Beyond Divisions: How We Re-Unite Post Elections
Regardless of our political leanings, our race, religion, gender, creed or country of origin, following these past days of heightened conflict and divisiveness, we need to understand more than ever how we can come together and heal with compassion and care.
Join Rabbis Jeff Salkin and Bradley Shavit Artson as they discuss this moment, and what comes next for our community.
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With the regular appearance of his award-winning blog, “Martini Judaism: for those who want to be shaken and stirred,” published by the Religion News Service, Jeffrey Salkin has risen to the forefront of being one of American Judaism’s most prolific and quoted rabbis.
His first book, Putting God on the Guest List: How to Reclaim The Spiritual Meaning of Your Child's Bar or Bat Mitzvah, provoked conversations in the Jewish community about how to re-imagine this popular rite of passage. He has written or edited ten books, on diverse religious topics, and several of his books have won national awards. His blog is “Martini Judaism: for those who want to be shaken and stirred,” on religionnews.com.
His essays have appeared in the Washington Post, The Huffington Post, Commentary, Tablet, Mosaic, Forward, and JTA. He has discussed the American political scene on CNN and the BBC. He has contributed numerous articles to scholarly journals.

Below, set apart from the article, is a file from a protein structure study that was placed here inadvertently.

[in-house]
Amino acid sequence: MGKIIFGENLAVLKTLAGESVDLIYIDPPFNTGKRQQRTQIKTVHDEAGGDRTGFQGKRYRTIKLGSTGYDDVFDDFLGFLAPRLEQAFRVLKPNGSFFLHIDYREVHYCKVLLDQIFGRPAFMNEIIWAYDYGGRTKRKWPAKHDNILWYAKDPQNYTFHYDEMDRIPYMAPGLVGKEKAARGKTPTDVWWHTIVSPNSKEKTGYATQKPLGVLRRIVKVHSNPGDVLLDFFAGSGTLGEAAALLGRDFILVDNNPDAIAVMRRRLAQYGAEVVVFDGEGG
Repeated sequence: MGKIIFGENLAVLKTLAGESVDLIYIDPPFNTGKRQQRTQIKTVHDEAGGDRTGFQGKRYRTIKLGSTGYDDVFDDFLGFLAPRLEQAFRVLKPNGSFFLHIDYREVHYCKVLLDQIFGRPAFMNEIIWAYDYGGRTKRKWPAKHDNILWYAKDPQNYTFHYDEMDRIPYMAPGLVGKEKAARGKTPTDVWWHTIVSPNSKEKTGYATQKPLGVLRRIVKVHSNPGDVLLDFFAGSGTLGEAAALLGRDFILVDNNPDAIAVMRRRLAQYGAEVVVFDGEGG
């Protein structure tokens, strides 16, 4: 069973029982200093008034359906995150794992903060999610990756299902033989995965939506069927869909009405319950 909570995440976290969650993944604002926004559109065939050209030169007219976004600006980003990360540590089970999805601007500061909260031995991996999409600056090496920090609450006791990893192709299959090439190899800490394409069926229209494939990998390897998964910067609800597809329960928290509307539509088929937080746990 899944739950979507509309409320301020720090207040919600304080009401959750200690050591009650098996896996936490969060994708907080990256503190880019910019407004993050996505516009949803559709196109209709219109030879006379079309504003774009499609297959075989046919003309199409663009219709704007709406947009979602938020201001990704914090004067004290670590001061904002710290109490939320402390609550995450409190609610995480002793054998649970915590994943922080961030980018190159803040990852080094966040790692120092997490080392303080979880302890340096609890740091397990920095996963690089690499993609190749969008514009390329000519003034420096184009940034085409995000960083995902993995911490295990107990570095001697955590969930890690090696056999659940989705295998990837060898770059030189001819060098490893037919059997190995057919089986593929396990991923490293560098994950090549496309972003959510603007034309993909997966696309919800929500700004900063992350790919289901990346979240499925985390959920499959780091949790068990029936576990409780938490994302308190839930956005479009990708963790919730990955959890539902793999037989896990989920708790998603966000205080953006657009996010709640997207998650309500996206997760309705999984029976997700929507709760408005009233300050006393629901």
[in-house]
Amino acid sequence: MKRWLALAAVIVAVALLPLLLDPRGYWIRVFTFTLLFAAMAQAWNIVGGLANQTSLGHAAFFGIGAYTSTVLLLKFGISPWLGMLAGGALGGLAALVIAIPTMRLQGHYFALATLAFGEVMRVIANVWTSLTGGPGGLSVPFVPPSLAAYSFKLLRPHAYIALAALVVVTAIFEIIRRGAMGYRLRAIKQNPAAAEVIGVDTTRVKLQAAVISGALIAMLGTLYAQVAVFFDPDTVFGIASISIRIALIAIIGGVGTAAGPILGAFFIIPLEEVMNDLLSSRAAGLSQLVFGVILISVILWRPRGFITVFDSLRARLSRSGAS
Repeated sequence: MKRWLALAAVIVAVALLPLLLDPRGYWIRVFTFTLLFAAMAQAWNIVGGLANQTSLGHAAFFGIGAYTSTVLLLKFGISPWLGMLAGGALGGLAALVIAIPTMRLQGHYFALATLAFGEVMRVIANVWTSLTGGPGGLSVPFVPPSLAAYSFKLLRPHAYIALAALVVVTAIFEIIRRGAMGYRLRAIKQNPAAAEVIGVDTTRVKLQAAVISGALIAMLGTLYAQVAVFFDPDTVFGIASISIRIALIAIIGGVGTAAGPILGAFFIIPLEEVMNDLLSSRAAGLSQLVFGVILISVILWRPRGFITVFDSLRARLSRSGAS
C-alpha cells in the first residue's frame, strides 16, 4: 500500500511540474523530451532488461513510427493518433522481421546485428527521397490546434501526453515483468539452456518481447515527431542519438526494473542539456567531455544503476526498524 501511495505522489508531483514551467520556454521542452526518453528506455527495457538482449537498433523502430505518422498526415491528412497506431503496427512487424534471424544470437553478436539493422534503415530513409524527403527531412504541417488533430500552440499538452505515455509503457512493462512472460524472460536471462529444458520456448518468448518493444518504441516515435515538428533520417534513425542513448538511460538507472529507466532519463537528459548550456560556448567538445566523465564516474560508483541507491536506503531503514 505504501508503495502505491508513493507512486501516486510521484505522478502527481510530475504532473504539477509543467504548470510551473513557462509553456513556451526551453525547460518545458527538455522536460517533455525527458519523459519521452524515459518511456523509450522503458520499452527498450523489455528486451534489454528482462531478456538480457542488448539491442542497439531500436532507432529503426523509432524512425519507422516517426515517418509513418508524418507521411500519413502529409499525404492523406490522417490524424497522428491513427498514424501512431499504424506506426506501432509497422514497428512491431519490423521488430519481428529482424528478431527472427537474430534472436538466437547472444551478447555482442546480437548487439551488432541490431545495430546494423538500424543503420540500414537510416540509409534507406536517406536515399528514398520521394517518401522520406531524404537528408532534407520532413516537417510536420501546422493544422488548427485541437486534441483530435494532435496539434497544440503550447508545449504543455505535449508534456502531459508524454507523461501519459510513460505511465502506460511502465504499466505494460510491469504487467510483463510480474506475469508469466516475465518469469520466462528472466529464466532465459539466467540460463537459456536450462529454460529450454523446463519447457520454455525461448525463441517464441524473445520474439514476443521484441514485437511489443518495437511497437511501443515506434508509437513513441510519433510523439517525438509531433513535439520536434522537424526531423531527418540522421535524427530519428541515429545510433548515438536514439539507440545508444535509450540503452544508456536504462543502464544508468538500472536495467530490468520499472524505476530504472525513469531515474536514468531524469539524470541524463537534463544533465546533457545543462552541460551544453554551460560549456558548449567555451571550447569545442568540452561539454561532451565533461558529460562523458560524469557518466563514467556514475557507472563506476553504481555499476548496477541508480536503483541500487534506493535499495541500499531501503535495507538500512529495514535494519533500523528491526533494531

Because of his national reputation as an American Jewish thought leader, this past summer, the Chautauqua Institution, America’s iconic educational and cultural community, invited Rabbi Salkin to deliver the keynote address for its week on religion.
Rabbi Salkin serves as the rabbi of Temple Israel in West Palm Beach, Florida.
Rabbi Dr Bradley Shavit Artson (www.bradartson.com) holds the Abner and Roslyn Goldstine Dean's Chair of the Ziegler School of Rabbinic Studies and is Vice President of American Jewish University in Los Angeles. A member of the Philosophy Department, he is particularly interested in theology, ethics, and the integration of science and religion. He is also dean of the Zacharias Frankel College in Potsdam, Germany, ordaining Conservative rabbis for Europe.